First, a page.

When the terms“animal chiropractic,” “veterinary manual therapy,” or “animal adjusting” are used, it is usually in reference to a technique also known as "high velocity, low amplitude thrusting." The technique is claimed to alleviate pain and, commonly, spinal dysfunction. These interventions draw from human chiropractic techniques. As such, persons performing chiropractic therapy on animals might solely use the force of their hands or might alternatively rely on mechanical devices that serve as "adjusting tools," eg, an "activator." This handheld device, which resembles a metal syringe with a rubber knob at the end, delivers a rapid “thump” to the patient when the plunger is depressed. In this way, the activator supposedly mimics the action of a person applying a thumb thrust to the body. More violent and less sophisticated methods applied to horses may incorporate mallets and blocks of wood. The treatment provider may claim to “drive protruding spines into line”; all such methods have, as yet, little to no evidence supporting their efficacy.

Indications for Manual Therapy in Veterinary Patients

Indications may include neck or back pain or stiffness, inability to sit normally, reduced flexibility, muscle spasms, poor performance, difficulty going up or down stairs, inability to walk or run in a straight line, and abnormal tail carriage. However, limited or no data from well-designed scientific studies supports the utility of such interventions in applicable patients; notably dogs, cats and horses. The evidence for massage in human infants and adults suggests applications in animals with stress, pain, edema, arthritis, sluggish digestion, postoperative ileus, and intervertebral disc disease.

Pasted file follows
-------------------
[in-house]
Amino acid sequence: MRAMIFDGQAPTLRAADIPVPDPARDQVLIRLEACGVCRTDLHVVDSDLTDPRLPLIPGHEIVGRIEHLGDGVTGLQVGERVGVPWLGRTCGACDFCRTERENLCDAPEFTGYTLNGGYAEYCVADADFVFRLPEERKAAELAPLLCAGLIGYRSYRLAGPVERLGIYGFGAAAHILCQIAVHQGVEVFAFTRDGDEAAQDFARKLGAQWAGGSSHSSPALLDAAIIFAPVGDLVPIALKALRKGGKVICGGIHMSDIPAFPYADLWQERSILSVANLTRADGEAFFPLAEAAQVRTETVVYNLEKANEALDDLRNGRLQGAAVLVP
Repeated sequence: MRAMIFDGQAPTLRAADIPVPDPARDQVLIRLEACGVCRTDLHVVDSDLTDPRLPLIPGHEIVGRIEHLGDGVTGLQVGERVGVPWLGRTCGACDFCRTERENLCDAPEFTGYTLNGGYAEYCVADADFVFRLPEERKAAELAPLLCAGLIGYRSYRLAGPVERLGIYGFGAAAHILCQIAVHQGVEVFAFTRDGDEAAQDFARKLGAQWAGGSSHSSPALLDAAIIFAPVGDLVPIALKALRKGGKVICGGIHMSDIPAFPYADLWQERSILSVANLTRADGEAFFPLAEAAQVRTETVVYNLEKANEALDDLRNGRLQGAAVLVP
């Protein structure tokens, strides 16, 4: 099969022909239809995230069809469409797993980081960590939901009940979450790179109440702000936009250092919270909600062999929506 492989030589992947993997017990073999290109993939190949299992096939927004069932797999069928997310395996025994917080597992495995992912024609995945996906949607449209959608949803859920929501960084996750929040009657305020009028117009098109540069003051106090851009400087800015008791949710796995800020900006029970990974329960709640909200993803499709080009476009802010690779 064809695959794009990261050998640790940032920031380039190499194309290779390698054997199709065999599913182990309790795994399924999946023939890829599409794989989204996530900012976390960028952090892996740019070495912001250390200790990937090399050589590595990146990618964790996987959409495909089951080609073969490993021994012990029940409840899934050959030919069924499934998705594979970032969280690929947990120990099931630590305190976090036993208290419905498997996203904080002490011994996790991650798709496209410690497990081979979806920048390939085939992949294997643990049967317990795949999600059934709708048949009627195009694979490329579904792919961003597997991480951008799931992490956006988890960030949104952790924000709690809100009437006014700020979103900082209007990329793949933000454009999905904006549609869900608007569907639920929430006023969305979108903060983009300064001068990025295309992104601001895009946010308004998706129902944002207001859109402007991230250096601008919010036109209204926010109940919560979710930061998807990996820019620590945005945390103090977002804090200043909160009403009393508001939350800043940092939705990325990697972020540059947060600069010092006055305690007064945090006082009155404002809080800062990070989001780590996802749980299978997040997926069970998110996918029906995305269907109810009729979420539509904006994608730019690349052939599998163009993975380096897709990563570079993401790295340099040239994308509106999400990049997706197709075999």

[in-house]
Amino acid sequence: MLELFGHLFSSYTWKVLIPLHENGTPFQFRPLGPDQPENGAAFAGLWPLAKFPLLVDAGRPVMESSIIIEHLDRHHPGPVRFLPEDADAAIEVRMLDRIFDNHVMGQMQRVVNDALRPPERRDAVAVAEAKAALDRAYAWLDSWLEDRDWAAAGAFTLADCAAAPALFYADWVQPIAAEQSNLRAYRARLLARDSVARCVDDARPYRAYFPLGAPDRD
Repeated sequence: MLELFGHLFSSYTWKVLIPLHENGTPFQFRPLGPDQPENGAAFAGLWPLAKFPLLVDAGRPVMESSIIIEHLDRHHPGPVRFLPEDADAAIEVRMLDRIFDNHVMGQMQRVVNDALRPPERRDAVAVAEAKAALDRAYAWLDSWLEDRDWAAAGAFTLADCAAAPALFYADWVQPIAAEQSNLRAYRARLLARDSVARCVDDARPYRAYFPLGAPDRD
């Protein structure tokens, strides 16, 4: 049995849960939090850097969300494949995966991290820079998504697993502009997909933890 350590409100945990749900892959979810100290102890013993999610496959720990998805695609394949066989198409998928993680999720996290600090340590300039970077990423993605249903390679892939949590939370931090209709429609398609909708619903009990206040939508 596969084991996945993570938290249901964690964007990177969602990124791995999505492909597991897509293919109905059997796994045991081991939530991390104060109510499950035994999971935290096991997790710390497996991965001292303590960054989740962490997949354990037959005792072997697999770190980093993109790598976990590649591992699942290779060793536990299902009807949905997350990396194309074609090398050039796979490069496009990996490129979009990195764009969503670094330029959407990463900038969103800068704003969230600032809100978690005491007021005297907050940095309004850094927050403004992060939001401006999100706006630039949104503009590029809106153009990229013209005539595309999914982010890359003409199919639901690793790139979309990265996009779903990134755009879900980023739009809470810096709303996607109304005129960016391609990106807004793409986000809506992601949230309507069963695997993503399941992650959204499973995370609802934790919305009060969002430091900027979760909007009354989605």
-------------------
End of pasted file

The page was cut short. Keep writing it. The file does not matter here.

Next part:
Although some animal chiropractors have advocated chiropractic therapy for a gamut of problems, including idiopathic lameness, intervertebral disc disease, Wobbler syndrome Cervical Spondylomyelopathy Cervical spondylomyelopathy, also called cervical vertebral malformation-malarticulation and wobbler syndrome, is compression of the spinal cord caused by abnormal development of the cervical... read more Cervical Spondylomyelopathy /cervical vertebral malformation, spondylosis Ankylosing Spondylosis in Cattle In ankylosing spondylosis, exostoses develop on the ligament of the ventral aspect of the lumbar vertebrae, primarily in older bulls. Fracture of the exostosis and associated vertebrae causes... read more , cauda equina syndrome, urinary incontinence, neuropathies, postsurgical rehabilitation, trauma, and various organ pathologies; many of these may actually constitute contraindications.

Contraindications for Manual Therapy in Veterinary Patients

For massage, patients who are especially fragile or ill generally require briefer and gentler treatments with less digital pressure and compression. Soft-tissue techniques should never be directly applied over areas of infection, acute inflammation, tumors, recent surgical sites/incisions, or thromboses. Similarly, massage may not be ideal in areas of acute inflammation, skin infection, bone fractures, burns, deep vein thromboses, or in patients with cancer.

Adverse Effects of Manual Therapy in Veterinary Patients